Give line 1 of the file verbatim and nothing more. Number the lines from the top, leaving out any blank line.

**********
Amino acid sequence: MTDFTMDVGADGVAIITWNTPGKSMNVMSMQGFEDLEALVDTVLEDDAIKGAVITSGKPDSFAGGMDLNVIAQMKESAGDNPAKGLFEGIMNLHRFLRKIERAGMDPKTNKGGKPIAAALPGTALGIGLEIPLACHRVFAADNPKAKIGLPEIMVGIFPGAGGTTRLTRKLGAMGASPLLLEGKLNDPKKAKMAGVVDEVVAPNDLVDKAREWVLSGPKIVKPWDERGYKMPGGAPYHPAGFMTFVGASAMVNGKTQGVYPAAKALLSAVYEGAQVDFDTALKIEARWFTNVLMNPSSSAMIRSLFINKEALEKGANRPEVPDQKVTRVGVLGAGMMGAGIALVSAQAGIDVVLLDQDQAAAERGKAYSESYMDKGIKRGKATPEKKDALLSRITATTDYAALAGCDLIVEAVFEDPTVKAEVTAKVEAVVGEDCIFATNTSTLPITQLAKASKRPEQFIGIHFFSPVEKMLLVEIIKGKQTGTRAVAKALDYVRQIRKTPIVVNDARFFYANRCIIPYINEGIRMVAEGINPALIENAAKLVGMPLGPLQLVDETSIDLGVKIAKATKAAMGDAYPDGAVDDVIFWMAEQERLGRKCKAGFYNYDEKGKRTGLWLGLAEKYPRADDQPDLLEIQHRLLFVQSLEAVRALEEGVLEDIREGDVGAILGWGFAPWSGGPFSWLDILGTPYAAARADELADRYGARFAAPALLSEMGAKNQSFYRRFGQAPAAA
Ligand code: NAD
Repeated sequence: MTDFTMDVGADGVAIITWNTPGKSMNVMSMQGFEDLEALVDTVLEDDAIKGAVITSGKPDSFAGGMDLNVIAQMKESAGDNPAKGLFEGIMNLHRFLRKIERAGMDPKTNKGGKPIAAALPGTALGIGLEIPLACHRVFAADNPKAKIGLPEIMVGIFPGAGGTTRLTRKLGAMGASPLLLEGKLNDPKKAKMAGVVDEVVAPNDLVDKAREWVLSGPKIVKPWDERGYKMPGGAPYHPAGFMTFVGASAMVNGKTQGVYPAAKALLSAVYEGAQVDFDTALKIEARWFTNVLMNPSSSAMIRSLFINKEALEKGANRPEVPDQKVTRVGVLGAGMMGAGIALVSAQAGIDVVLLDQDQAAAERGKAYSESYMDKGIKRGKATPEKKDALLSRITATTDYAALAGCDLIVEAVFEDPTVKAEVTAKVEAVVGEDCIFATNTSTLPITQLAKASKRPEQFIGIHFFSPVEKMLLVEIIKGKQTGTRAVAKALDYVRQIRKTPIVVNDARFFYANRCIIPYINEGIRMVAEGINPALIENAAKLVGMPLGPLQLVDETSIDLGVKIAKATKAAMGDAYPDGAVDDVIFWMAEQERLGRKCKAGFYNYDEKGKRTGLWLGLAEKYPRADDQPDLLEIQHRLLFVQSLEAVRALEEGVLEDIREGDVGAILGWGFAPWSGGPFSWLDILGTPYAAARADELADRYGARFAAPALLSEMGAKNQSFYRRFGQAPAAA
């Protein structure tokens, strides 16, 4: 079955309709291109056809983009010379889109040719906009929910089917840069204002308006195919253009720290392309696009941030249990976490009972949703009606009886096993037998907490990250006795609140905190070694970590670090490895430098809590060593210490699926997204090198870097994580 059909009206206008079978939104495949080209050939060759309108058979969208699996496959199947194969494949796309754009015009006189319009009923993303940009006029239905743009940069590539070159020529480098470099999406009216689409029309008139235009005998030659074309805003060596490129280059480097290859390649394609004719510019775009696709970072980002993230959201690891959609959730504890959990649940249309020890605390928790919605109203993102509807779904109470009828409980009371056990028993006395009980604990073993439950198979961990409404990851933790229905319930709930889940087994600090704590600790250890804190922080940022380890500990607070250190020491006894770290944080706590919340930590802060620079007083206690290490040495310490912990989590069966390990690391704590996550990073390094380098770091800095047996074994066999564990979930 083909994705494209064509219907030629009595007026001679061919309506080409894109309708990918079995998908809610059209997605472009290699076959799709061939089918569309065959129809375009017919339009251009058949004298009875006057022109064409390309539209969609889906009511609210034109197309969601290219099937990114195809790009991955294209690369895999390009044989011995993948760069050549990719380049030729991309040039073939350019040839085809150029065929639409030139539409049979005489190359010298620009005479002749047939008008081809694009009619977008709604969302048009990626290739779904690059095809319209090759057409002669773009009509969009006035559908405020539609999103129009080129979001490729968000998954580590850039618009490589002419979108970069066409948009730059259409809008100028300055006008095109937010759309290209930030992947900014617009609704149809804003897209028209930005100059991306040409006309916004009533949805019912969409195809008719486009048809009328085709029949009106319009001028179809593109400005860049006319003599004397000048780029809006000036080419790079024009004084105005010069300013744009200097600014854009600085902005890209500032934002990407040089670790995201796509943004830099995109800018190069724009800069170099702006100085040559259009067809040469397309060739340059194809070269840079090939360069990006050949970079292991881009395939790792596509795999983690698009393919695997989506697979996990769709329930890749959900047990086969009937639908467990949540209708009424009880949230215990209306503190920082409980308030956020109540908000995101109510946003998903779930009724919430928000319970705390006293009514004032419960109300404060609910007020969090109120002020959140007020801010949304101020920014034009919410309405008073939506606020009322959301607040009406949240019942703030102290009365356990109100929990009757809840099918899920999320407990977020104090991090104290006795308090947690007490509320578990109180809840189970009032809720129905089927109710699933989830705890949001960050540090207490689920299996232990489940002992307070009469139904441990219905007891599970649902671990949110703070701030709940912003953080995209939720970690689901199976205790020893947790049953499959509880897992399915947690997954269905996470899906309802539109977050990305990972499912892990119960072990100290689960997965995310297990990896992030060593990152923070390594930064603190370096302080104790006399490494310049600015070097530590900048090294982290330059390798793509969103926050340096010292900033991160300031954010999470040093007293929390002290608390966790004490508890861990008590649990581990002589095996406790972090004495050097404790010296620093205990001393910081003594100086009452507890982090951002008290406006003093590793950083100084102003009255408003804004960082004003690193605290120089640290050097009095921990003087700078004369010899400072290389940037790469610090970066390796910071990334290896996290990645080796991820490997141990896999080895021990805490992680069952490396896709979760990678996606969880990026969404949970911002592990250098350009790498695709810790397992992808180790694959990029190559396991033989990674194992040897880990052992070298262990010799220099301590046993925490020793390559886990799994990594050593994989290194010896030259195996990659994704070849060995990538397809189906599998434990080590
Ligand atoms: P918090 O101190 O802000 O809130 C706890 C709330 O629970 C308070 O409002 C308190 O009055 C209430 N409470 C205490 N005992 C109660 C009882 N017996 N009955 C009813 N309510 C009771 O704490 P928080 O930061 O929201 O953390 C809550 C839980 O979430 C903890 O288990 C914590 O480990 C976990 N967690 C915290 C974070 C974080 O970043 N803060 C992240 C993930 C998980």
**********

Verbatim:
Amino acid sequence: MTDFTMDVGADGVAIITWNTPGKSMNVMSMQGFEDLEALVDTVLEDDAIKGAVITSGKPDSFAGGMDLNVIAQMKESAGDNPAKGLFEGIMNLHRFLRKIERAGMDPKTNKGGKPIAAALPGTALGIGLEIPLACHRVFAADNPKAKIGLPEIMVGIFPGAGGTTRLTRKLGAMGASPLLLEGKLNDPKKAKMAGVVDEVVAPNDLVDKAREWVLSGPKIVKPWDERGYKMPGGAPYHPAGFMTFVGASAMVNGKTQGVYPAAKALLSAVYEGAQVDFDTALKIEARWFTNVLMNPSSSAMIRSLFINKEALEKGANRPEVPDQKVTRVGVLGAGMMGAGIALVSAQAGIDVVLLDQDQAAAERGKAYSESYMDKGIKRGKATPEKKDALLSRITATTDYAALAGCDLIVEAVFEDPTVKAEVTAKVEAVVGEDCIFATNTSTLPITQLAKASKRPEQFIGIHFFSPVEKMLLVEIIKGKQTGTRAVAKALDYVRQIRKTPIVVNDARFFYANRCIIPYINEGIRMVAEGINPALIENAAKLVGMPLGPLQLVDETSIDLGVKIAKATKAAMGDAYPDGAVDDVIFWMAEQERLGRKCKAGFYNYDEKGKRTGLWLGLAEKYPRADDQPDLLEIQHRLLFVQSLEAVRALEEGVLEDIREGDVGAILGWGFAPWSGGPFSWLDILGTPYAAARADELADRYGARFAAPALLSEMGAKNQSFYRRFGQAPAAA